THE PROBLEM WITH INDISCIPLINE
The Problem with Indiscipline
The General Savage walked into an undertrained organization. The report was that the group had lost their will to fight. Will is described as having an inner drive that keeps you going when exhausted, hungry, afraid, and cold (Shinseki, 2004). In light of the morale problem, the lack of discipline grew at an alarming rate. The culture of indiscipline; the men not saluting, soldiers out of uniform, and the officers drinking habits set up the military for failure.
The General began to clean house; he had little choice to do otherwise. One scene that sets the tone for the General’s house cleaning is his encounter with Colonel Gately. Gately walks into his office; the General does not salute him, he looks to the Military Police who escorted the Colonel and salutes them. He addresses Gately by simply saying, “You are yellow and a traitor. I hate a man like you so much that I am going to get your head down in the mud and trample on it. I going to make you wish you have never been born (Zanuck, 1949). His judgment was quick and decisive. General Omar Bradley said Good judgment is the ability to size up a situation quickly, determine what is important, and decide what needs to be done (Shinseki, 2004). He realized that the reason his new group had hard luck was because the group felt sorry for themselves. The General made enemies of all his officers by the changes he made. The challenge was to reestablish confidence.
The Value of Confidence
The Encarta Dictionary defines confidence as the belief in own abilities, faith in somebody to do right, and a trusting relationship. Without the confidence of subordinates, leadership is almost impossible. Shinseki says that motivation grows out of people’s confidence in themselves, their unit and their leaders (Shinseki, 2004, p.53). As the film progresses one sees the wisdom of creating the “leper” group of unwanted personnel with Colonel Gately in command. Leadership opportunities should be offered to all would-be leaders early in their careers because they build drive, trigger a can-do spirit, and inspire self-confidence (Bennis, 2003, p.177). Apparently this even holds true with less than desirable personnel. Rather than trying to gain affection, General Savage worked on obtaining the confidence of his group.
Once the General gained the confidence of his men, instead of claiming a victory, he immediately went to the task of establishing new leadership. Others began to lead the fight. The group came together; from the cooks to the ground crew to the pilots, they became a community.
Community is defined as a social group of organisms sharing an environment, normally with shared interests. Community was once a seamless web of family, fellow villagers, land, religion, occupation, rights, and duties (Gardner, 1993, p.112). Community was characterized by coherence, continuity and commitment. As Savage reestablished unity, stability, and loyalty confidence grew. An increase in Confidence often gives individuals the needed push to take calculated risks.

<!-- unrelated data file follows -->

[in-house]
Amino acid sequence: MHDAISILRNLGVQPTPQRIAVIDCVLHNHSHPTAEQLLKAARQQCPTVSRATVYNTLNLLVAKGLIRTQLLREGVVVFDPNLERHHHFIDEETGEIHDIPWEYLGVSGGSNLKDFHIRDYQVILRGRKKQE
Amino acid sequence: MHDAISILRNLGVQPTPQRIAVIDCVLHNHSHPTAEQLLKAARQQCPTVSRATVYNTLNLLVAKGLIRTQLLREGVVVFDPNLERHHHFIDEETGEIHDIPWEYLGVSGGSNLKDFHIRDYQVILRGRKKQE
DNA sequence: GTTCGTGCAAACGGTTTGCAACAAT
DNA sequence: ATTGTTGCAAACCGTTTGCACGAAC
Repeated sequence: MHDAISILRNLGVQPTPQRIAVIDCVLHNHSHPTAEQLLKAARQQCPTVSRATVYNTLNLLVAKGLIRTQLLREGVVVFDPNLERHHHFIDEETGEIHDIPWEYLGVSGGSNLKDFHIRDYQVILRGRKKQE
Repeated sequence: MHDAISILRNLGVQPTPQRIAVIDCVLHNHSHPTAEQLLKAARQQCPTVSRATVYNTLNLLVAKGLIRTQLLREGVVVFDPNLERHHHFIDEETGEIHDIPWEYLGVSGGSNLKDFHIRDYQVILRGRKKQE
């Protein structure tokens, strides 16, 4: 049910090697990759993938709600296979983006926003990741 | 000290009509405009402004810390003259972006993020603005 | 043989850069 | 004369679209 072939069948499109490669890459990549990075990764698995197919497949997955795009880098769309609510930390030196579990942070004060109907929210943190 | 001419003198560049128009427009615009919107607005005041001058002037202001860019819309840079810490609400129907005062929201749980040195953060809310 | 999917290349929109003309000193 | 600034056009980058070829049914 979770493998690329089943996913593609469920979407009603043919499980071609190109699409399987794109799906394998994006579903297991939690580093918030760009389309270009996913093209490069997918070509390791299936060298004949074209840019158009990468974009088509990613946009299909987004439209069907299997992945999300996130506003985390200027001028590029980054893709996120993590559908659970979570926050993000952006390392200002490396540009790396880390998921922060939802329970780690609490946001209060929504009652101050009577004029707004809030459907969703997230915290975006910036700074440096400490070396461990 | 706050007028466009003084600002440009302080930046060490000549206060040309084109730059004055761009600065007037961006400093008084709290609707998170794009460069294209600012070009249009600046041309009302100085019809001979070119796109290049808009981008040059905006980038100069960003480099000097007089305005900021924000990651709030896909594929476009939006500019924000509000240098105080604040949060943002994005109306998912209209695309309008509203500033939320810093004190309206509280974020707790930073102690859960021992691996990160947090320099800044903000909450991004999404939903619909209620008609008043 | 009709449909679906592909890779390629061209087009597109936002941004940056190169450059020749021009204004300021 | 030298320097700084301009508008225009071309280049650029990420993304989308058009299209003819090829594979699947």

Once confidence was gained by both the group and the General, each had the resources needed to trust each other relationally. The General began to show that he cared for his men. Caring does not mean coddling people or making training easy or comfortable. In fact, that kind of training can get a soldier killed (Shinseki, 2004, p. 48). His subordinates were more than just numbers. Confidence gave the General the way to group loyalty. The three components of leadership are who you are inside, what you know, and how you act (Shinseki, 2004, p.8). General Savage proved what he was made of, his knowledge of war, and his genuine concern for his men.
The Value of Leadership
In this film leadership is the problem. In any organization leadership is always the issue. The measure of leadership is not the quality of the head, but the tone of the body (Shinseki, 2004, p.45). The leader leads people mentally, emotinaly, and physically. Leaders take care of their people.
General Savage’s last crucial order happened when he became incapacitated; he gave the Command to Colonel Gately. Gately, the man General Savage once said that he hated and considered yellow, had gained the General’s confidence and the confidence of those he lead. The ultimate test for a leader is whether he or she teaches others to be leaders and build organizations when he or she is not around (Tichy, 2005).
Ironically or perhaps naturally, the issue that Colonel Keith Davenport was relieved of his command-over-identification with subordinates - began to affect General Frank Savage. Gardner reminds us that many will burn out, or lose their sense of direction (Gardner, 1990). The old man, the commanding General reminded Savage of the natural tendency to try to hold up one’s men. He encouraged Savage to evaluate himself. The importance of personal evaluation can not be understated. As the film came to and end, it became apparent that General Frank Savage suffered from over-identification with subordinates. General Savage needed the same help Colonel Davenport received.
The film clearly emphasizes the importance of teamwork, captures the essence of the problems associated with indiscipline, and underlines the value of organizational confidence. However, the finest detail of leadership and the accomplishment of the mission for the sake of the team are captured when in the last scene Colonel Keith Davenport took off General Frank Savage’s boots.
Shinseki, Eric. Be Know Do. 2004
Zanuck, Darryl F. 12 o'clock High. 1949